Pasadena Humane Society – E.H. Butland Corp.
- Written by: Ivy Carter
- Produced by: Ian Nichols
- Estimated reading time: 3 mins
The Pasadena Humane Society (PHS) was experiencing growing pains in its current home. In an effort to continue being a lead provider of animal welfare in Pasadena, Calif., the organization contracted with E.H. Butland Corp. (Butland) to build a new facility.
California-based Butland has been in business for 33 years, completing over 1,200 projects. Butland specializes in medical construction and performs design-build work, as well as standard bid-only work, making the company a good match for PHS.
The new Animal Care Campus, located on the corner of Raymond Avenue and Del Mar Boulevard, will feature subterranean parking and a two-story building. The 31,105-square foot facility includes a 29,000-square foot subterranean garage, large retail store, low-cost spay and neuter clinic, training and education center, an outdoor enrichment area, additional kennel space and rental space.
Scott Murphy, project manager for Butland, reports that work began on the site in May 2012. The team at Butland tore down an existing 16,000-square foot building and recycled about 90 percent of the material from the site. “This is a LEED Silver-certified project,” says Murphy. “We’re trying to recycle as much material as possible and use as much recycled material in the project as possible.”
In addition to creating an environmentally friendly building, Butland is using standards similar to that of hospital construction for the project. With the animal clinic, PHS will conduct wellness checks and surgeries, so according to Murphy, Butland has to create an atmosphere not unlike that of a hospital surgical suite.
For the Love of Animals
PHS was founded in 1903 as an open door agency to welcome and care for all animals in the region. The agency provides welfare services and animal control for Pasadena, and also Arcadia, Glendale, La Canada Flintridge, San Marino, Sierra Madre and South Pasadena. In addition to fostering and adopting out animals, PHS offers spay and neuter, vaccination and training clinics.
Steve McNall, president and CEO of PHS, conveys this expansion is the next step in continued service to the community. “No one else is doing this in the area, especially during these rough economic times,” says McNall in a PHS press release. “The Animal Care Campus will be a viable community resource that will help us reach our goal of zero euthanasia of adoptable animals.”
Through a partnership with Community Bank and private donations, PHS has been able to fund the expansion. The expansion is being complete while PHS continues to provide services and maintain daily operations.
Challenge Accepted; Beating Budgets and Schedules
The location of the new facility has been the biggest challenge for Butland. The corner where the facility is being built is a densely populated area and in close proximity to roadways. “Our biggest challenge is access to the site and parking,” says Murphy.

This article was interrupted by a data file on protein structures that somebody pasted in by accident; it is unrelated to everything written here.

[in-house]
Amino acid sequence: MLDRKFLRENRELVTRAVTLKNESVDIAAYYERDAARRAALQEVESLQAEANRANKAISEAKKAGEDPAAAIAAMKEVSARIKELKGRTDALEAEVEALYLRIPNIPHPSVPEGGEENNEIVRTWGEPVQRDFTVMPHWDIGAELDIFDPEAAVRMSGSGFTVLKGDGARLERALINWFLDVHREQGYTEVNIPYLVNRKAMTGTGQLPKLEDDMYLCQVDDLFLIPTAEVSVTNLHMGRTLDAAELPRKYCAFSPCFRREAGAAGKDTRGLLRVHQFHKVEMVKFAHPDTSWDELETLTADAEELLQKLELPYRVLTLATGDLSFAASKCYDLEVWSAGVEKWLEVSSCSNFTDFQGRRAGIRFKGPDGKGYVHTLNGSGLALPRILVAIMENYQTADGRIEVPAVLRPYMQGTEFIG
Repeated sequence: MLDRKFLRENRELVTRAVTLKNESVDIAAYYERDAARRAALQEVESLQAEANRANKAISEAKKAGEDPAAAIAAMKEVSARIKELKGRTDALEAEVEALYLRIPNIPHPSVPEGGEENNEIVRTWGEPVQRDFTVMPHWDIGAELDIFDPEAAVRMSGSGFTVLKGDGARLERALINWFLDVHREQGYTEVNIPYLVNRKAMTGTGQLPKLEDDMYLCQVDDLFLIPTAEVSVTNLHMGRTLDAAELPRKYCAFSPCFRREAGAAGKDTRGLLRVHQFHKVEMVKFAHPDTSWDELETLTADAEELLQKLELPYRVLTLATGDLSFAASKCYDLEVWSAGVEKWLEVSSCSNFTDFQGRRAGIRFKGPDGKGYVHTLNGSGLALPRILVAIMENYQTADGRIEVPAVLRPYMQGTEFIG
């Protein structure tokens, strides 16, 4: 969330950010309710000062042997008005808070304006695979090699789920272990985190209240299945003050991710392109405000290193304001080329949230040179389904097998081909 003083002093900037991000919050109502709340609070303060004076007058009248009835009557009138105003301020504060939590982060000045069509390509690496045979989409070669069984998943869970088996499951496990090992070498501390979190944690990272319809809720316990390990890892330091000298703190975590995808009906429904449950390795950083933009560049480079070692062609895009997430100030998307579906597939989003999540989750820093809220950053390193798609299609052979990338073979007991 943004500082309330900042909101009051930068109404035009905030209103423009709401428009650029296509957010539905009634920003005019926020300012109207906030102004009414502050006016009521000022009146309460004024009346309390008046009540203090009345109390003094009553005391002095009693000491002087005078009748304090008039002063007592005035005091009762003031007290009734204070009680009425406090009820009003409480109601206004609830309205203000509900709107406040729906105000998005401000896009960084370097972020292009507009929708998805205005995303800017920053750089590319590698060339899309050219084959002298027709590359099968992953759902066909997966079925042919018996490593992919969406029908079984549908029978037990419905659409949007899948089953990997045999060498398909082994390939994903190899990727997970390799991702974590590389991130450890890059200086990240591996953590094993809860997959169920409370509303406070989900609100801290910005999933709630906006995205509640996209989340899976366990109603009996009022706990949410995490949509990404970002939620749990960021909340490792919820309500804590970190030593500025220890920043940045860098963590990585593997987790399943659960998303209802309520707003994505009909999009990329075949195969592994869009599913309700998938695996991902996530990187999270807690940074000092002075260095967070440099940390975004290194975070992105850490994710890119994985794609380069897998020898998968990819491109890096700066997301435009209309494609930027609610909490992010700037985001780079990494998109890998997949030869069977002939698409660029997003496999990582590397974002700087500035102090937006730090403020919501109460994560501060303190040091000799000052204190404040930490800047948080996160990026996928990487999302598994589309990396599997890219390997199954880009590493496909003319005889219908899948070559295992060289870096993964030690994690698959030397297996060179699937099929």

Butland has rented parking from several lots locally and starts work early so crews can snag on-street parking. The company also needs to consider local traffic when working. “We can’t take up more than one lane of traffic,” says Murphy. “We’ve put a tower crane on this jobsite to expedite our schedule and minimize street closures. Most of the materials are flown in by the tower crane from a 10-inch by 60-inch area in the alley along the west side of the project.”
This also means Murphy keeps a strict schedule with suppliers for when material can be delivered to the site. “As we’re bringing in material, we’re trying not to block access,” he says. “But we have a good relationship with most of the local owners close to us and if we do block access, we let those owners know ahead of time. We’ve coordinated drawings to show what’s coming in, where it needs to be placed, so we can unload in the quickest possible fashion to avoid any inconvenience.”
However, the team is no stranger to overcoming obstacles, and acknowledges the importance of recognition. Each year, Pasadena hosts the Rose Parade in conjunction with the Tournament of Roses on New Year’s Day. Murphy reports the city has a street moratorium that restricts street access and bans public occupancy permits around the holidays. “We just went through a very difficult time trying to hit certain milestones,” he says. “We were trying to finish the structural deck pour before the moratorium, which we successfully did.”
Going forward, Murphy intends to keep the project on schedule and within the organization’s budget. With operations running smoothly, E.H. Butland Corp. plans to have the Pasadena Humane Society open for business by fall 2013.
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